Iceland set up a 12-person Youth Council last year that is aimed at spearheading the UN sustainable development goals (SDGs – also known as Agenda 2030) in Iceland, while a similar Youth Council exists in Finland. The Icelandic Youth Council has been very active; for instance, the team turned out in force at a conference for young people under 30, called Youth Leading a Sustainable Lifestyle, that was held in Reykjavik in April. Thunberg gave a short video presentation to the conference, the text of which is included in this article I wrote.

The Nordic Council of Ministers officially launched Generation 2030, a youth-centred programme that focuses on SDG 12 (sustainable consumption and production)  in September 2017, though preparations had started the year before, while Regeneration 2030 is for young people aged 15-29 who live in the Nordic countries or Baltic Sea states. It was one of the organizers of the April conference in Iceland, and will hold its second Summit in Åland in August, with the theme of Changing Climate, Changing Lifestyles.

In the European elections that have just happened, the Greens increased their share of the vote by about 38%. The turnout for the 2019 European elections was also higher than usual, and young people were said to have participated in greater numbers than before. Whether or not they voted Green is hard to say.

Ambitious climate programme ignored

Is climate change considered unimportant by Iceland’s citizens? Early in the week, the Icelandic government unrolled an ambitious Action Plan to tackle climate change, with the goal of being carbon-neutral by 2030. But no one is talking about it. Progressive trade union leaders, politicians and the general public remain stuck in the traditional “we need more money to live on” mindset and criticize elements of the Budget related to that.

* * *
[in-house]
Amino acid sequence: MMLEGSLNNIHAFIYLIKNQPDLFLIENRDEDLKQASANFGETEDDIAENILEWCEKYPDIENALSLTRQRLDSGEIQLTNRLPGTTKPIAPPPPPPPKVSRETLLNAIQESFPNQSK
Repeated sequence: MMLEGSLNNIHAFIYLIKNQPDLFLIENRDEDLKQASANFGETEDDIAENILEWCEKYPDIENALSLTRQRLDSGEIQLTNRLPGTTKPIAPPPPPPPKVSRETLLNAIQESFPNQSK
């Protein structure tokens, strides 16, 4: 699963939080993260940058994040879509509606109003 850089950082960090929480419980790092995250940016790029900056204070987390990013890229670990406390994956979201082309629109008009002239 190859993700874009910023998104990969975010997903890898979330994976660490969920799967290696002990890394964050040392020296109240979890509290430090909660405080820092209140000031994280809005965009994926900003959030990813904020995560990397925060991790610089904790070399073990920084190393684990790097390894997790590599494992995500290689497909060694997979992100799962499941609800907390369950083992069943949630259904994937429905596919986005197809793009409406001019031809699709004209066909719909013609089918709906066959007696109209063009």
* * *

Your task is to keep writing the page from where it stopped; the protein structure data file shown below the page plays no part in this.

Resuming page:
Iceland’s PM, Katrin Jakobsdottir, is from the Left-Green Party, which is the second-largest party in the parliamentary Althingi and is part of a three-party ruling coalition with the conservative Independent Party (the biggest party in the Althingi) and the central Progressive Party. The Left-Greens have been accused of pandering to the Independent Party and ignoring their own demands. There may be some truth in that, given that it’s a difficult situation and requires a balancing act to get matters through.

Although the Climate Action Plan has elements from six ministries in it, it was primarily the responsibility of the environment ministry and its minister, Gudmundur Ingi Gudbrandsson. And he is from the Left-Green Party. Jakobsdottir signalled the plan as a watershed in Icelandic environmental matters, with increased funds put aside to follow up the 34 actions on the list.

The main emphasis is on alternative forms of energy for vehicles, especially land-based ones, as registration of new vehicles fuelled by diesel or petrol will not be allowed from 2030. Increased carbon sequestration by forestry and land reclamation is another emphasis, along with wetlands reclamation – maybe this will include increased funding for the Wetland Fund, which was set up earlier this year. The ministries used the services of environmental consultancy Environice during the development of the strategy.